We are searching data for your request:
Upon completion, a link will appear to access the found materials.
Getting rid of a mentally ill tenant can make you mentally ill
Karlsruhe (jur). Landlords are generally unable to clear an apartment if the tenant is at risk of serious health damage. This can be different, however, if the dispute over the long term also makes the landlord mentally ill, as can be seen from a decision of the Federal Court of Justice (BGH) in Karlsruhe published on Wednesday, August 10, 2016 (file number: I ZB 109/15). The mutual interests are then to be reconciled - here by postponing the evacuation if the tenant in the meantime goes into therapy.
In the specific case, it is a bungalow in the Fürstenwalde area in eastern Brandenburg. The landlords, a couple, live right next door and use the garden, shed and garage of the bungalow property, among other things for their animals.
The tenant would actually be obliged to vacate the property, but the Fürstenwalde district court suspended enforcement in February 2013. The reason was an OCD. According to the expert opinion, any changes to the usual processes lead to massive anxiety. Evacuation of the bungalow would lead to a depressive disorder with a high risk of suicide, according to the expert.
The landlords switched off electricity and gas in May 2013. When that didn't help either, the man smashed almost all of the bungalow's windows in the summer of 2014. He justified this with the steadily worsening mental state of his wife.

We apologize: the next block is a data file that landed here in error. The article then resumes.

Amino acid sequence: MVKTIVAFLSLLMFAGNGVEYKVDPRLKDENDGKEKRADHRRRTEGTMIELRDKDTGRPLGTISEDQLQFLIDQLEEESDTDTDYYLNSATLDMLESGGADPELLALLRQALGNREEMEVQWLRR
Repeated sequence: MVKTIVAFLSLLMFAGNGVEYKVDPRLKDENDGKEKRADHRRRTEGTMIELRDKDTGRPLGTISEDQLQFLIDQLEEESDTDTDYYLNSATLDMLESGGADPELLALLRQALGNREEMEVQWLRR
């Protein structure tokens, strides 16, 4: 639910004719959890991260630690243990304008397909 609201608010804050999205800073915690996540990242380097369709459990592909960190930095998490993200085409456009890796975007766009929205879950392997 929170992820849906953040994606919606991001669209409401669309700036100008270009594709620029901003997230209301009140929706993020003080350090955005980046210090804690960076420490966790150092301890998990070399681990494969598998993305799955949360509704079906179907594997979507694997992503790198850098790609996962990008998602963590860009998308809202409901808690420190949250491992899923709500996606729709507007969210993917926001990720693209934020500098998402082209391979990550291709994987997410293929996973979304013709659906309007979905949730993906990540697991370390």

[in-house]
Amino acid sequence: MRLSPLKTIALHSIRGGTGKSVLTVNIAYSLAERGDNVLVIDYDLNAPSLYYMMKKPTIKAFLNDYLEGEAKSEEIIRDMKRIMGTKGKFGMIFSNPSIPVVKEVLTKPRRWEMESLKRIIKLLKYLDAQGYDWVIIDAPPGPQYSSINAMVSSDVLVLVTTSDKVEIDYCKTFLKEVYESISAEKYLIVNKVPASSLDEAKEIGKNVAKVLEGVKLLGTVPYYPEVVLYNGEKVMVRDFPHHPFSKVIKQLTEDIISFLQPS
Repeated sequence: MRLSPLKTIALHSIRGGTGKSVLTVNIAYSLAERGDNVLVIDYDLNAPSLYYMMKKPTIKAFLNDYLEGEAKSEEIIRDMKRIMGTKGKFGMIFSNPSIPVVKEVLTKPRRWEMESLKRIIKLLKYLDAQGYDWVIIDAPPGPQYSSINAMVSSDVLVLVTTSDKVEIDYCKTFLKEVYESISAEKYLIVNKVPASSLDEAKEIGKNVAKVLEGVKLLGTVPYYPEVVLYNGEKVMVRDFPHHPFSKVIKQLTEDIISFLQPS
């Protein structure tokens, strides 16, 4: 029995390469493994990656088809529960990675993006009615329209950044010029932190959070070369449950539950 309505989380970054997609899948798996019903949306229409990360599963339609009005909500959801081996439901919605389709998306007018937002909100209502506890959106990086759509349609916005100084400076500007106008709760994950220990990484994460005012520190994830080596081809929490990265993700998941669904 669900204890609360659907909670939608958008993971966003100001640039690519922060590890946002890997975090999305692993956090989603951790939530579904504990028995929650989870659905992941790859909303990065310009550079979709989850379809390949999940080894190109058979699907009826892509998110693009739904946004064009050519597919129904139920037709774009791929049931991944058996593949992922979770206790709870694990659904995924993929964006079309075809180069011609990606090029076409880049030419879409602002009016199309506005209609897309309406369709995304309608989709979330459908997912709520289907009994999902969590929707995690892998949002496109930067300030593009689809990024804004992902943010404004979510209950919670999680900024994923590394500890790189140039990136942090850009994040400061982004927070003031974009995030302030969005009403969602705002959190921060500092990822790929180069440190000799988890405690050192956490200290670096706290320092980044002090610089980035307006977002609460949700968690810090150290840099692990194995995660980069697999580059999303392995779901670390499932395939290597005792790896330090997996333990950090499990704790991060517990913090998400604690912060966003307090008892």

In the second instance, the regional court in Frankfurt an der Oder also obtained a medical report on them. Then she goes through a so-called "mild depressive episode". The dispute over the bungalow almost completely occupied her, so that she was hardly able to deal with other topics. Only the hope of eviction leads to a certain stabilization. Otherwise there is a risk of "worsening of the clinical picture with accompanying suicidality". The man also suffers considerably, if not so severely.
In this situation, the district court ruled that the tenant had to vacate the bungalow. Since the landlords could also face serious health damage without eviction, the tenant could no longer rely on her psychological problems.
The BGH now opposed this either-or. If health or even life is in danger on both sides, a balance of interests must be sought.
Here the risk for the tenant is currently significantly higher. According to the report, an improvement can be achieved if she finds a therapist who treats her in her apartment. Therefore, a solution is conceivable in which the rental clean temporarily remains in the bungalow for this purpose.
According to the BGH decision of June 16, 2016, which has now been published in writing, the details should now be determined by the district court of Frankfurt an der Oder. mwo